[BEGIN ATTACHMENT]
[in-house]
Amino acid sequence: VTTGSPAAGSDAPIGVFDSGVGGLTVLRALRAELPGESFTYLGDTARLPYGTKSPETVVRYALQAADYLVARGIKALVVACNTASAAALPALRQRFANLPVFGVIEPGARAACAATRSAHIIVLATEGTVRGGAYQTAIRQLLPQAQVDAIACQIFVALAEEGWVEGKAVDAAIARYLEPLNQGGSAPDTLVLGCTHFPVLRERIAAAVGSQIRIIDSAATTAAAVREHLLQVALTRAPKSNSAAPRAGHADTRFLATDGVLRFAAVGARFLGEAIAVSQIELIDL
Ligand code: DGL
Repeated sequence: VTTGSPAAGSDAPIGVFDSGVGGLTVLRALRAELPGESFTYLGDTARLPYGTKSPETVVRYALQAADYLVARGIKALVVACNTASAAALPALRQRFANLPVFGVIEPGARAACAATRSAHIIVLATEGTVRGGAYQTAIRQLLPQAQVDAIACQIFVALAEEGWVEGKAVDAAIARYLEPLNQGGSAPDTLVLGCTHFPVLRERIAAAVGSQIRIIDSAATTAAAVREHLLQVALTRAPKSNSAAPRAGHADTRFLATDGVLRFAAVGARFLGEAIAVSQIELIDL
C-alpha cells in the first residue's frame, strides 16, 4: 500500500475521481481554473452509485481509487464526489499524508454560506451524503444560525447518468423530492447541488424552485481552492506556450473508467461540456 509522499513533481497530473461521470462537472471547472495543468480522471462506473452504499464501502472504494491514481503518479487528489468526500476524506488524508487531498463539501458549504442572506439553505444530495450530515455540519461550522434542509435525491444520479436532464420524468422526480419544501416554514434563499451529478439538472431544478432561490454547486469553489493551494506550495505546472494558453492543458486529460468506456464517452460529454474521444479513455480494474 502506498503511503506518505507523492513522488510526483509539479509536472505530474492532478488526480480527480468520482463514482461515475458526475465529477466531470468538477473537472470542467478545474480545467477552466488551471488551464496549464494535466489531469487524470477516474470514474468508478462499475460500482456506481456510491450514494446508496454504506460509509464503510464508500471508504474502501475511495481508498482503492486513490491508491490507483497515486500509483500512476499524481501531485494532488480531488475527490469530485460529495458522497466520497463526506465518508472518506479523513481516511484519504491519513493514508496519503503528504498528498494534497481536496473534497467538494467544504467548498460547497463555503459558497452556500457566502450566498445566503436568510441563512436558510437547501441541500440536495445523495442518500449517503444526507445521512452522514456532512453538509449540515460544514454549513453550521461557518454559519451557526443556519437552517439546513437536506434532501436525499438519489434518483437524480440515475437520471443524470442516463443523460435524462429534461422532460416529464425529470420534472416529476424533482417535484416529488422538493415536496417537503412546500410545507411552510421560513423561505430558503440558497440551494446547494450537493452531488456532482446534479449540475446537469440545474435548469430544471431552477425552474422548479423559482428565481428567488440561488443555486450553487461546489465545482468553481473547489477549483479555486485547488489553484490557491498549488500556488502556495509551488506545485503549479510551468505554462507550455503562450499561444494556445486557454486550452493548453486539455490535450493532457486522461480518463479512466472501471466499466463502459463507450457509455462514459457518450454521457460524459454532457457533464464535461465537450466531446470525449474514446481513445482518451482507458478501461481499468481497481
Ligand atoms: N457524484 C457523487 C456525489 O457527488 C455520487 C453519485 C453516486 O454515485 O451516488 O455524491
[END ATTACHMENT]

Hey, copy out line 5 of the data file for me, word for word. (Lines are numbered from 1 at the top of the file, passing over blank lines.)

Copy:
C-alpha cells in the first residue's frame, strides 16, 4: 500500500475521481481554473452509485481509487464526489499524508454560506451524503444560525447518468423530492447541488424552485481552492506556450473508467461540456 509522499513533481497530473461521470462537472471547472495543468480522471462506473452504499464501502472504494491514481503518479487528489468526500476524506488524508487531498463539501458549504442572506439553505444530495450530515455540519461550522434542509435525491444520479436532464420524468422526480419544501416554514434563499451529478439538472431544478432561490454547486469553489493551494506550495505546472494558453492543458486529460468506456464517452460529454474521444479513455480494474 502506498503511503506518505507523492513522488510526483509539479509536472505530474492532478488526480480527480468520482463514482461515475458526475465529477466531470468538477473537472470542467478545474480545467477552466488551471488551464496549464494535466489531469487524470477516474470514474468508478462499475460500482456506481456510491450514494446508496454504506460509509464503510464508500471508504474502501475511495481508498482503492486513490491508491490507483497515486500509483500512476499524481501531485494532488480531488475527490469530485460529495458522497466520497463526506465518508472518506479523513481516511484519504491519513493514508496519503503528504498528498494534497481536496473534497467538494467544504467548498460547497463555503459558497452556500457566502450566498445566503436568510441563512436558510437547501441541500440536495445523495442518500449517503444526507445521512452522514456532512453538509449540515460544514454549513453550521461557518454559519451557526443556519437552517439546513437536506434532501436525499438519489434518483437524480440515475437520471443524470442516463443523460435524462429534461422532460416529464425529470420534472416529476424533482417535484416529488422538493415536496417537503412546500410545507411552510421560513423561505430558503440558497440551494446547494450537493452531488456532482446534479449540475446537469440545474435548469430544471431552477425552474422548479423559482428565481428567488440561488443555486450553487461546489465545482468553481473547489477549483479555486485547488489553484490557491498549488500556488502556495509551488506545485503549479510551468505554462507550455503562450499561444494556445486557454486550452493548453486539455490535450493532457486522461480518463479512466472501471466499466463502459463507450457509455462514459457518450454521457460524459454532457457533464464535461465537450466531446470525449474514446481513445482518451482507458478501461481499468481497481